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Libyans adopt plan for withdrawal of mercenaries

A military commission made up of rival camps in Libya’s conflict has agreed on a roadmap for the departure of foreign fighters, the United Nations said Friday after talks in Geneva.

The so-called 5+5 committee “agreed on, and signed a comprehensive Action Plan, which will be the cornerstone for the gradual, balanced, and sequenced process of the withdrawal of mercenaries, foreign fighters and foreign forces from Libyan territory,” the UN mission in Libya (UNSMIL) said in a statement.

The plan is key to helping Libyans “regaining their sovereignty and integrity, maintain the peace, stability and security of their country,” it added, urging UN member states to implement the plan.

A decade-long conflict in Libya has drawn in multiple foreign powers, complicating efforts to draw a line under a decade of bloodletting since 2011.

The UN estimates that 20,000 mercenaries and foreign fighters are deployed in Libya, including Russians from the private security company Wagner as well as Chadians, Sudanese and Syrians.

A UN report released on Monday revealed that all sides, “including third states, foreign fighters and mercenaries, have violated international humanitarian law… and some have also committed war crimes”.

The world body last October oversaw a landmark ceasefire deal between eastern and western factions and along with Libya and several other countries, has repeatedly called for the departure of foreign forces.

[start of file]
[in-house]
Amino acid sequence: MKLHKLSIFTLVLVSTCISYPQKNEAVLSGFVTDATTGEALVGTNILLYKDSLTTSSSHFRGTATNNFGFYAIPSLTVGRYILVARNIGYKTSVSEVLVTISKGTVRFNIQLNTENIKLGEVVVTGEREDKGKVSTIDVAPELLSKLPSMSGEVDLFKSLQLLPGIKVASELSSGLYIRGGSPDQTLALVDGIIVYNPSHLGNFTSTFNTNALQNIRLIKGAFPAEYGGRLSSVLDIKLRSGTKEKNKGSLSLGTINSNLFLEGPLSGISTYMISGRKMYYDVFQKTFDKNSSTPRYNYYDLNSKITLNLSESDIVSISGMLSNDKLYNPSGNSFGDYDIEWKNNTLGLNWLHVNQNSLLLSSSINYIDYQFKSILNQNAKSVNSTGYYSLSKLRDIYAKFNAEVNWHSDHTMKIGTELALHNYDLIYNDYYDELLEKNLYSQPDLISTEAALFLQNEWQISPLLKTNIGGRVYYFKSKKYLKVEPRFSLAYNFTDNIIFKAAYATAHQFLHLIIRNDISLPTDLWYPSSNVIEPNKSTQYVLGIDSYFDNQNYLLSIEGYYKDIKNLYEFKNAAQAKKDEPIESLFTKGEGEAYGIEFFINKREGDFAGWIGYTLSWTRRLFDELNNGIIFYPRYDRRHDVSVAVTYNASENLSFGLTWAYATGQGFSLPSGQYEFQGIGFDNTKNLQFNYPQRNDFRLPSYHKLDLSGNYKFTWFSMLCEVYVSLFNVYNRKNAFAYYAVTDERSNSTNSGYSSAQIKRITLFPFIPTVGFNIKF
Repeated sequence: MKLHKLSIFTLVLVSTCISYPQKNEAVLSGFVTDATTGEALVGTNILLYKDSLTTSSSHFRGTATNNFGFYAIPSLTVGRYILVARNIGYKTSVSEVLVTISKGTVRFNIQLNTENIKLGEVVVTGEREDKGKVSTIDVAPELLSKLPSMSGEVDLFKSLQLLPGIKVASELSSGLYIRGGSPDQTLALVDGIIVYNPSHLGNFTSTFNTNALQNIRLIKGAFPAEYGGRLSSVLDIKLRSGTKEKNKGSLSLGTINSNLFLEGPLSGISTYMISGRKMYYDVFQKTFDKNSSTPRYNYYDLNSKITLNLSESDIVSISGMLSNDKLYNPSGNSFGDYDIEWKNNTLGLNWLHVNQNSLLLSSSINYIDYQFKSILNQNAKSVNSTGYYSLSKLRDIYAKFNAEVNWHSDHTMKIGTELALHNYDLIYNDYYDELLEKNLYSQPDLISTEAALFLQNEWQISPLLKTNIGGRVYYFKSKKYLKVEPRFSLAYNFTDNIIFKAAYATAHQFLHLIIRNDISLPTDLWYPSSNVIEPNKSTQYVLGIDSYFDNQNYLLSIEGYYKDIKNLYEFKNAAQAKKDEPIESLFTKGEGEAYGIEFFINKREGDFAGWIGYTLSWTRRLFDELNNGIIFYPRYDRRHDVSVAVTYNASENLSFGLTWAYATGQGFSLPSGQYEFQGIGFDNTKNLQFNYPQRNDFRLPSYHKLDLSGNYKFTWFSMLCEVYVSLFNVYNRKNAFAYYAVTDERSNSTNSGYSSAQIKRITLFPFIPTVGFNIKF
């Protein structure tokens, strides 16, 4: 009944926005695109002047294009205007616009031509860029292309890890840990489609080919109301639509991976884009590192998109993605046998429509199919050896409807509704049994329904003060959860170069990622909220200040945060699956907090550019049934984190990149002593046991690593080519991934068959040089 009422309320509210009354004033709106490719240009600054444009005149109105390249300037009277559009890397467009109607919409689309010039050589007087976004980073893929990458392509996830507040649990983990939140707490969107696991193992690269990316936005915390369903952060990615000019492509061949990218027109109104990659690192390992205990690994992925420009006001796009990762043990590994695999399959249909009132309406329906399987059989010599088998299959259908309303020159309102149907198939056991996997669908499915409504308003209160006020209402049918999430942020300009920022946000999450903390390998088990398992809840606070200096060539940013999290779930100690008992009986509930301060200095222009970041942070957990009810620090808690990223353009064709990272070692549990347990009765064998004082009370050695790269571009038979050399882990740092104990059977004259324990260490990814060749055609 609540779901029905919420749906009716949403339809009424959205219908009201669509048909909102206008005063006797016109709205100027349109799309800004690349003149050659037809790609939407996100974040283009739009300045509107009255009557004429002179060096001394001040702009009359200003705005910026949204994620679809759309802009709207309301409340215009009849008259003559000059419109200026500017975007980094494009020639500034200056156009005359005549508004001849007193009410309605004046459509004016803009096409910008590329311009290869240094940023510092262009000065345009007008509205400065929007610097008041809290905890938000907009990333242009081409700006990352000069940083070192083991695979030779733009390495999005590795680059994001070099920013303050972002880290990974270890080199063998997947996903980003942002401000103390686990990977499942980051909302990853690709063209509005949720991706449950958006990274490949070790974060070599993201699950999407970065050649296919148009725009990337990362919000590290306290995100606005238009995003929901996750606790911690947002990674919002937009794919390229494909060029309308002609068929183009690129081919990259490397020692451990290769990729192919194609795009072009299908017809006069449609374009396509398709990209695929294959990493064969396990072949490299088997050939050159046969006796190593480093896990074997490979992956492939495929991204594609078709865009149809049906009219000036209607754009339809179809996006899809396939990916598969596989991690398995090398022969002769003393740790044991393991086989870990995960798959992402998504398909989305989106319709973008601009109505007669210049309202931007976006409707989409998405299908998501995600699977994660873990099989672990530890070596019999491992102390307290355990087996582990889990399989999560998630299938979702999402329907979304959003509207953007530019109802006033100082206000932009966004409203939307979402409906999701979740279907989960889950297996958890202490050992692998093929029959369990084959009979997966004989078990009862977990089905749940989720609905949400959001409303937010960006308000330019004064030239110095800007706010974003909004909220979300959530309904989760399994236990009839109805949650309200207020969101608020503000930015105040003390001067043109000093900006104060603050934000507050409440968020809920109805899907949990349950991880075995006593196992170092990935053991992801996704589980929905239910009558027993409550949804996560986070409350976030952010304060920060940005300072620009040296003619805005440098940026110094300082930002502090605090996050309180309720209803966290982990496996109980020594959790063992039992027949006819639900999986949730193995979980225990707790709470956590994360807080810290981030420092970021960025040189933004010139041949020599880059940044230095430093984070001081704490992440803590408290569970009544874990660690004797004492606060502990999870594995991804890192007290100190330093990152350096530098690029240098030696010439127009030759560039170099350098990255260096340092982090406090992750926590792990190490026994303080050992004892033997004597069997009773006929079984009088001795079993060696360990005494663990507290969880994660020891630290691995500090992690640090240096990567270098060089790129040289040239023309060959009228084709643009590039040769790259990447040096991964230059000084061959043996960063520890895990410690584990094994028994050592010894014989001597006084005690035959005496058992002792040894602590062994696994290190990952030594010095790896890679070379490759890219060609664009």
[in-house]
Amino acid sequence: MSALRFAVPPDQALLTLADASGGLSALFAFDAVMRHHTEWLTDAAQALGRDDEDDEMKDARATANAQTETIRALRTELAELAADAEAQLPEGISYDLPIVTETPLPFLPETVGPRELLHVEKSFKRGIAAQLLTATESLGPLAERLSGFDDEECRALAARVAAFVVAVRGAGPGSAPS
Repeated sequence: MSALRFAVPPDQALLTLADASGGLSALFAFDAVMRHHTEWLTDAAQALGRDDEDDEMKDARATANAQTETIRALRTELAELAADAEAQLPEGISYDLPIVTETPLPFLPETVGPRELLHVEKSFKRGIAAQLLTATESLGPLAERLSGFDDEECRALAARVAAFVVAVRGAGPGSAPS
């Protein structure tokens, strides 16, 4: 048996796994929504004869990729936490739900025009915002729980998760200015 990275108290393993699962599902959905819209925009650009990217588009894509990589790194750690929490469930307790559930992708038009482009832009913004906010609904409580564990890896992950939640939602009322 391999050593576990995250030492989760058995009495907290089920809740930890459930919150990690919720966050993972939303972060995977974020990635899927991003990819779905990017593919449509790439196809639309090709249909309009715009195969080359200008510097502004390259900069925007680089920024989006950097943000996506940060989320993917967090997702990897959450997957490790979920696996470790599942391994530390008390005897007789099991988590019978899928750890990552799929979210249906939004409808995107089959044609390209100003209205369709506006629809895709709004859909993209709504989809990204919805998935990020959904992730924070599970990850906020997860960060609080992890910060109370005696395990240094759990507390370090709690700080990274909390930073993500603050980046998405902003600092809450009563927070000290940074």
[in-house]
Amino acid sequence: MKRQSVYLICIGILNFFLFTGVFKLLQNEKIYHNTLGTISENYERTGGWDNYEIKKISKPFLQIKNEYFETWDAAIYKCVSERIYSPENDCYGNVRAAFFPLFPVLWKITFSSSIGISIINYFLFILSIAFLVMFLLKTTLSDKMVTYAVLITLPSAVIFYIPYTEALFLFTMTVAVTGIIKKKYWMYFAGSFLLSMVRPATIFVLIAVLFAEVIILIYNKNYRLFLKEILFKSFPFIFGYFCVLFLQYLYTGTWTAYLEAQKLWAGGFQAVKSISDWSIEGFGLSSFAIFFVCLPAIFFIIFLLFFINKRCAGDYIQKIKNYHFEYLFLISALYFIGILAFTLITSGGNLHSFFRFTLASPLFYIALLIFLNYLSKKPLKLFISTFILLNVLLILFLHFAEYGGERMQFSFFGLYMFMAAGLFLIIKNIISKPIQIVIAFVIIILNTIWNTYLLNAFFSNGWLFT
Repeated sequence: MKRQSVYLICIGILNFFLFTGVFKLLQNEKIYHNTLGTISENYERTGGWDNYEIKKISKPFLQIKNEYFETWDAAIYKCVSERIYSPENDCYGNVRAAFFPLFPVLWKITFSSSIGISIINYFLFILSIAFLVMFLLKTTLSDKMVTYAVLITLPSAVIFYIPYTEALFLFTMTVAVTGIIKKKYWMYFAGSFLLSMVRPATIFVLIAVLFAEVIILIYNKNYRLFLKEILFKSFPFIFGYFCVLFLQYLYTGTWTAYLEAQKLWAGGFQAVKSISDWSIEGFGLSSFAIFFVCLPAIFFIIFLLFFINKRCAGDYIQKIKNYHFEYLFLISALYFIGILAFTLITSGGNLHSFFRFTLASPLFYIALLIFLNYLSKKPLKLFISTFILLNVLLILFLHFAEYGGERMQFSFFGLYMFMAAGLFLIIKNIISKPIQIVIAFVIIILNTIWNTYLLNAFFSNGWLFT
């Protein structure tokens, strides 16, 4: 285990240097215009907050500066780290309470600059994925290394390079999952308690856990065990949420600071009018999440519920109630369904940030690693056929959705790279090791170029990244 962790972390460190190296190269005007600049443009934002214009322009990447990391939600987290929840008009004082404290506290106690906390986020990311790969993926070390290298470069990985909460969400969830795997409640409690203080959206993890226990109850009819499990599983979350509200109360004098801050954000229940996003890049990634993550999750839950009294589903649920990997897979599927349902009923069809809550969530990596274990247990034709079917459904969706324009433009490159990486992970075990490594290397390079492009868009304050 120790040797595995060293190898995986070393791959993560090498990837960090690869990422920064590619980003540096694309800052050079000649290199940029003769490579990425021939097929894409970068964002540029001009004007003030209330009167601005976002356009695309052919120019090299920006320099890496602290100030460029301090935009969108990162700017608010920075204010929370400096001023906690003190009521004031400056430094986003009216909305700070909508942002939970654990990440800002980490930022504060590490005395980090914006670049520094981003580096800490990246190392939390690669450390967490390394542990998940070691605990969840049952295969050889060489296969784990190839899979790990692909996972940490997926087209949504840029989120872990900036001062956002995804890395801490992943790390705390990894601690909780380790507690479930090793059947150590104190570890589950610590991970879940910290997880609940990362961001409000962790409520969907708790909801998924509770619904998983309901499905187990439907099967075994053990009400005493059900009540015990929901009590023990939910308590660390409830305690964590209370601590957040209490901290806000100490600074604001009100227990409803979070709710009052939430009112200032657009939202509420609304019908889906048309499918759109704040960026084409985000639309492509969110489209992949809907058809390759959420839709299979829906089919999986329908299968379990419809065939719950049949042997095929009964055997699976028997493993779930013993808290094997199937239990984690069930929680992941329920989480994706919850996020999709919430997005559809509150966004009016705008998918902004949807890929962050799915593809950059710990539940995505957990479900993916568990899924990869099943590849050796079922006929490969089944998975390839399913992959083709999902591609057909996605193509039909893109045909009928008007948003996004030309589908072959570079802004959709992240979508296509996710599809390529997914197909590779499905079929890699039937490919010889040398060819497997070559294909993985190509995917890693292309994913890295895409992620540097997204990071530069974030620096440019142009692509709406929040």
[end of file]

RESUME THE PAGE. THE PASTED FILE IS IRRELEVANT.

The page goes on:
The October agreement included a 90-day deadline for the withdrawal of foreign forces, but that has long passed with little sign of their departure.

Libyan Foreign Minister Najla al-Mangoush earlier this month announced a “very modest start” to the withdrawal of foreign fighters from the North African country.

The UN’s envoy Jan Kubis on Friday welcomed the latest deal as “another breakthrough achievement” by the 5+5 committee.

The October 2020 ceasefire brought to an end a fierce year-long battle sparked by eastern military chief Khalifa Haftar’s bid to seize the western capital, Tripoli.

Both sides resorted to foreign help, with Haftar receiving support from the United Arab Emirates, Russia and neighbouring Egypt, while Turkish support was critical in helping Tripoli-based forces repel him.

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